One rainy day this past summer, my wife, Jan, and I looked out of our kitchen window and noticed our neighbor’s backyard was flooding. “How much water do you think is there?” she asked.

I estimated the backyard was 6 meters wide and 6 meters long. About 3 centimeters of water covered its bricked surface. Before I had finished my mental calculation of 1080 liters, Jan offered an eyeball estimate, “more than 200 gallons.”

If either of us had tried to calculate an answer in imperial units, we would have estimated the yard’s dimensions in feet and then converted to area in square inches. The final conversion to gallons entails remembering (or looking up) that there are 231 cubic inches in a US gallon. Whereas the metric calculation involves multiplying three numbers, the imperial one involves multiplying five numbers and dividing by a sixth.

The ease of scaling up in length and of converting length to area and volume was built into the metric system by its French founders, among them Joseph Louis Lagrange and Pierre Simon Laplace. Despite that advantage, the UK resisted—and the US continues to resist—mandating metric. Early proponents of metric in the UK included James Clerk Maxwell and William Thomson, known later as Lord Kelvin. James Joule’s discovery in the 1840s that mechanical energy is equivalent to heat was one motivating factor. In 1875 Maxwell, Kelvin, and their colleagues proposed a new system of units, based on the centimeter, gram, and second. It included a new unit for energy, the erg (1 g∙cm2/s2), and a new unit for force, the dyne (1 g∙cm/s2).

Draft beer is still served in pint glasses in the UK and Ireland. (Photo by JONGLEUR100/PD-SELF.)

Draft beer is still served in pint glasses in the UK and Ireland. (Photo by JONGLEUR100/PD-SELF.)

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The British physicists and their allies eventually scored a partial victory. In 1896 Parliament passed an act that legalized—but didn’t mandate—the use of the metric system for all purposes.

To this day, proponents of the imperial system point to its appealing basis in quotidian, human measures. An inch is roughly the length of an adult thumb’s distal phalange. An acre is roughly the area of a field that a farmer driving an ox can plow in a day. The original Roman mile was the length a legionnaire covered in 1000 paces. Given that centimeters, hectares, and kilometers differ from their imperial counterparts by factors of a few or less, I don’t find the human argument especially persuasive. A liter is as good as a pint for ordering beer at a bar.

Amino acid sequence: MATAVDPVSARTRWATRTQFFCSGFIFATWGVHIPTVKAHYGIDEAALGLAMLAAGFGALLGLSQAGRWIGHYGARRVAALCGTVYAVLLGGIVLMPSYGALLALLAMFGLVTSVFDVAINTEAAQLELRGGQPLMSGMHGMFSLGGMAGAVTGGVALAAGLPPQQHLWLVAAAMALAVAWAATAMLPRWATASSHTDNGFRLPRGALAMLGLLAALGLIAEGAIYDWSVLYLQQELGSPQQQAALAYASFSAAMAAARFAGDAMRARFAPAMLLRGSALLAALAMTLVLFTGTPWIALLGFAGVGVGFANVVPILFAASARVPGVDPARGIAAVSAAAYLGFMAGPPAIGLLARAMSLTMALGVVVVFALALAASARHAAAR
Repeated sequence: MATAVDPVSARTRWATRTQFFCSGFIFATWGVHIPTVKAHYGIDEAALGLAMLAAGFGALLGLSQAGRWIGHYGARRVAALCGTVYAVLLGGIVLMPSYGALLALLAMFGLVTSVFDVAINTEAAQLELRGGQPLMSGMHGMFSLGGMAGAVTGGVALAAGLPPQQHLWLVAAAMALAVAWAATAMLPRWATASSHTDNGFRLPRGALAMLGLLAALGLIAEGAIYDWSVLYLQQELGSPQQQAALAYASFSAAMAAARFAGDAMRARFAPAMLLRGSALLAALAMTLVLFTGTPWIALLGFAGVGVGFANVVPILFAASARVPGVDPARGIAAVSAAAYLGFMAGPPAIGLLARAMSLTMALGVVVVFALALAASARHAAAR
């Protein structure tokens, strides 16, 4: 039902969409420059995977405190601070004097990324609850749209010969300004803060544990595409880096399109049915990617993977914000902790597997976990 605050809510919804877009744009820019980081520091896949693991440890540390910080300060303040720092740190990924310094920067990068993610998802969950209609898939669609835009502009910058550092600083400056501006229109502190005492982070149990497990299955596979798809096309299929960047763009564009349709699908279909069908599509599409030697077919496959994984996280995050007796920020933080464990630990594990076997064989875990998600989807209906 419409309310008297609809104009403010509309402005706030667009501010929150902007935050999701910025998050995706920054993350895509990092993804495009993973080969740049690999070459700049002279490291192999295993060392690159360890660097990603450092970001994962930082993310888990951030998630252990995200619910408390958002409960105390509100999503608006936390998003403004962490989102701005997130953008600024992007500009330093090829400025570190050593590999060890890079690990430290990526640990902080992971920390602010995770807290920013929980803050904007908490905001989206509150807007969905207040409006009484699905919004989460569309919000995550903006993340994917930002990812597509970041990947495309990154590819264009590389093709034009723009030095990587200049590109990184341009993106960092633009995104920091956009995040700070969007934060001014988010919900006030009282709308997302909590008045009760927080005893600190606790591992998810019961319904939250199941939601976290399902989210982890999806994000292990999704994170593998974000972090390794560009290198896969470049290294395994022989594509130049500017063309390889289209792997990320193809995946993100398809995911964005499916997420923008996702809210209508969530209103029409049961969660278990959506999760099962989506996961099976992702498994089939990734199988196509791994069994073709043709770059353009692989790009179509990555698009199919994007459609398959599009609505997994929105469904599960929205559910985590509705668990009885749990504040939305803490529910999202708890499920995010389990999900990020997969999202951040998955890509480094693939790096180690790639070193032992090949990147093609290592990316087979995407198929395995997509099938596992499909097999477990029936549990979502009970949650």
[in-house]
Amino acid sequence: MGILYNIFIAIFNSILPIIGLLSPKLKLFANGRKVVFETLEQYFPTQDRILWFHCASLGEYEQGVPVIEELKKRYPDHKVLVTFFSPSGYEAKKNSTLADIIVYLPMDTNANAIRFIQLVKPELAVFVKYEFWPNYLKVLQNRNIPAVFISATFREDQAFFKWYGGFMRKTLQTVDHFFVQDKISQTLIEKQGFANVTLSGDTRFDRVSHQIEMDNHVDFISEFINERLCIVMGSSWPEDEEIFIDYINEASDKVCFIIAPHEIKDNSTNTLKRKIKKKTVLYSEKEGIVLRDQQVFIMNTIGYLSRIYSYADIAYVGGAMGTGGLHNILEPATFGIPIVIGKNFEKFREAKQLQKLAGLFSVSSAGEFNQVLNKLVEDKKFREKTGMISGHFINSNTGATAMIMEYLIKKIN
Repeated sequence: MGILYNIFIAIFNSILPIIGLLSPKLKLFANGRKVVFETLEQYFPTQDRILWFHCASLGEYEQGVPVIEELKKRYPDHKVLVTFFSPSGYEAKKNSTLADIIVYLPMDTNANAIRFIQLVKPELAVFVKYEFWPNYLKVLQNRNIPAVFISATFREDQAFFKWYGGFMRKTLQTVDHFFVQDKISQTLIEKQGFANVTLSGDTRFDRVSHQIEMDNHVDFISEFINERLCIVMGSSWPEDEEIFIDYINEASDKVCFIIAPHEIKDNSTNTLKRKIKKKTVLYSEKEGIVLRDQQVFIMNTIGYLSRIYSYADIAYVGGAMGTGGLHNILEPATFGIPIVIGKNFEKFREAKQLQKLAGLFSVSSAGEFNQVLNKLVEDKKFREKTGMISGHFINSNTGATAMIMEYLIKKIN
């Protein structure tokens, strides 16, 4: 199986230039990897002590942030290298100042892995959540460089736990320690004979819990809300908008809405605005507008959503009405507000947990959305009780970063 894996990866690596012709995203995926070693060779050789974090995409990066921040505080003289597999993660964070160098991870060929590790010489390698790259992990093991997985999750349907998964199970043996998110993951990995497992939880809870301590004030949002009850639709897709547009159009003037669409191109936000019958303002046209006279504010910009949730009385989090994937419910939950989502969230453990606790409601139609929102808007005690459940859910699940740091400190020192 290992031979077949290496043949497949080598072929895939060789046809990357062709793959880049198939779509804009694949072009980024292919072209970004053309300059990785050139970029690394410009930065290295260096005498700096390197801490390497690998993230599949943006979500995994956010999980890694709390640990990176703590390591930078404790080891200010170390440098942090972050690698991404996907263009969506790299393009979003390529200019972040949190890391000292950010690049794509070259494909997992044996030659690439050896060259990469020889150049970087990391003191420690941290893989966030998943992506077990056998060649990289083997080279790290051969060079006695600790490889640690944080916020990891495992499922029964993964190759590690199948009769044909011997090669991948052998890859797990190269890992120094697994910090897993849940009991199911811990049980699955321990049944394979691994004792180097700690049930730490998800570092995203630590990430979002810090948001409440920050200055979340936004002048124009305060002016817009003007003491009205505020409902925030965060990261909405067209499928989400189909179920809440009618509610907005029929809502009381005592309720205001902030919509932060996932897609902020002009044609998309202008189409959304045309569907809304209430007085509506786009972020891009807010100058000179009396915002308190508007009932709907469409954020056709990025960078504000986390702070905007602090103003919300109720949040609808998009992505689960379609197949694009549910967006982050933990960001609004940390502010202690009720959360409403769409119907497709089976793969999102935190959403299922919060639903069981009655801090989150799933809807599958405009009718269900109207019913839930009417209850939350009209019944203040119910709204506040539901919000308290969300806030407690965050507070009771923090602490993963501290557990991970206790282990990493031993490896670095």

Some Victorian advocates of the imperial system, notably John Herschel, favored basing units on precisely engineered artifacts. Until last year, when the kilogram was redefined in terms of an arbitrarily fixed value of Planck’s constant, metric units were not wholly free from reliance on artifacts. But it was the ultimate source of metric units that roused Herschel’s suspicion. The meter’s original definition was one ten-millionth of the distance between the North Pole and the equator as measured through Paris. Such French abstractions appalled the practical Englishman. But to Maxwell, the abstraction from nature was part of metric’s appeal. As historian Simon Schaffer has noted, it reflected his belief in a divinely created, uniform universe.1 

Did Victorian scientists practice what they preached? For an answer, I consulted the complete works of John Strutt, later known as Lord Rayleigh, on the shelves of the Niels Bohr Library and Archives at the American Institute of Physics (AIP is the publisher of Physics Today). In “On the theory of resonance,” he described and analyzed his investigations into the acoustic resonances of pipes of various sizes and shapes.2 Curiously, he cited cubic millimeters for the pipes’ volumes but inches for their lengths. Kelvin also used inches on occasion. Perhaps the two physicists found inches more convenient.

I used to think that the US should join the rest of the world and adopt the metric system. Now, in light of Kelvin’s and Rayleigh’s undogmatic flexibility, I no longer do—because it doesn’t much matter. US manufacturers already use metric, and it seems fine to keep measuring potatoes in pounds and gasoline in gallons.

, in
Victorian Science in Context
, Bernard Lightman, ed.,
U. Chicago Press
), p.
J. W.
Philos. Trans. R. Soc. London